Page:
HSBC and Santander UK will refund the overdraft fees of more than 115,000 customers.
The Competition and Markets Authority (CMA) reported that both banks failed to comply with new regulations that requires financial institutions to text customers when their accounts are close to running out of money so they can avoid being charged fees. As a result, HSBC will refund £8 million ($10.3 million) to 115,000 customers who were charged without receiving warning texts. And Santander, which failed to comply with the regulation six times, has also agreed to issue a refund but first needs to determine how many customers were affected and how much would need to be paid back.
“We are very sorry that some customers in certain circumstances were not sent the required overdraft alerts. The introduction of these alerts is a move we welcomed and believe is a real support to customers,” a Santander spokesperson said, according to the Financial Times. “We have carried out a detailed review to understand why the errors happened and have taken steps to fix the issues. We are now working to identify and refund all affected customers as quickly as possible.”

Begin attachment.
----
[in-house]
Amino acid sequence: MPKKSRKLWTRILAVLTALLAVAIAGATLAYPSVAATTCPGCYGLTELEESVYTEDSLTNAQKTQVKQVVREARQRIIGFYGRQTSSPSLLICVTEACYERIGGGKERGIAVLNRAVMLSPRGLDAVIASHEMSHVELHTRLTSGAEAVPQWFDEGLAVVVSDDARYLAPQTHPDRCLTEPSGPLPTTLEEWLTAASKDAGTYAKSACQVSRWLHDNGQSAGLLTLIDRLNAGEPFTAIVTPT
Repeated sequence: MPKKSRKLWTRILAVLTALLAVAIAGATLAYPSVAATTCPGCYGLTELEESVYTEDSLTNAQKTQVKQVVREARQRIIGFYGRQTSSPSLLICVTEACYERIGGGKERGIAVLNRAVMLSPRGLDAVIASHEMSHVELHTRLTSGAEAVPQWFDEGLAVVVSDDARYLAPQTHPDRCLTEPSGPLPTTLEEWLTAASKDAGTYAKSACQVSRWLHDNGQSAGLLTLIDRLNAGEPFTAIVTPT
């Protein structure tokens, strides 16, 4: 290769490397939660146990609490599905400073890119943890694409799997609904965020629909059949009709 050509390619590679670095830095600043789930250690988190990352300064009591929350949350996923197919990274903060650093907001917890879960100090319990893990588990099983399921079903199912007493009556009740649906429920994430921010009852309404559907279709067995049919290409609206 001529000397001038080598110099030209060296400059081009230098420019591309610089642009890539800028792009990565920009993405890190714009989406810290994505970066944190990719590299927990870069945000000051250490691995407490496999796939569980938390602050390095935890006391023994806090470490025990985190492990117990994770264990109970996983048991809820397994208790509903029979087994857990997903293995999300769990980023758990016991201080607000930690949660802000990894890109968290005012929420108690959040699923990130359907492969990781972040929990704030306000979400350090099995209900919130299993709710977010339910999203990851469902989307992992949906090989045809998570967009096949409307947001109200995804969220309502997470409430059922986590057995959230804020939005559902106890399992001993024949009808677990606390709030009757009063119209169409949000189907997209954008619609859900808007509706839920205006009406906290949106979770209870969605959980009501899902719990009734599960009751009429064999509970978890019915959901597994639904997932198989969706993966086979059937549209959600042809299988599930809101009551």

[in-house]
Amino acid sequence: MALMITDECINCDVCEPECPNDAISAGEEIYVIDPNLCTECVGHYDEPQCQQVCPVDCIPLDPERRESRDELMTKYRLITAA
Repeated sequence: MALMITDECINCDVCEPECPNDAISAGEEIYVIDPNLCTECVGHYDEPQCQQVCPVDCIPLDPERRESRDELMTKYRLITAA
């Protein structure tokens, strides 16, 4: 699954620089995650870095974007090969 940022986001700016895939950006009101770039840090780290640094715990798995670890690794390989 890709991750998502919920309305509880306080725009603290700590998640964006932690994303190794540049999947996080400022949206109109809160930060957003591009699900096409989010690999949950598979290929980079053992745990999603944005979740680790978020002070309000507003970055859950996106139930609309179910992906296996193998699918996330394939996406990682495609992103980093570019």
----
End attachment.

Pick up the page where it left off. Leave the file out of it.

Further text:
In addition, the CMS also asked the two banks to check whether they have committed any other breaches of the rule since it was implemented in February 2018 after an 18-month CMA investigation of the retail banking market. Next year stricter rules will prevent banks from charging higher overdraft fees, as well as order them to provide customers with more transparent pricing information.
Back in 2017, Bank of America reached a settlement in a lawsuit over extended overdraft fees, agreeing to pay consumers $66.6 million after a lawsuit that contended the bank’s extended overdraft fees was really interest and, as a result, was subject to rules that prevented excessive fees.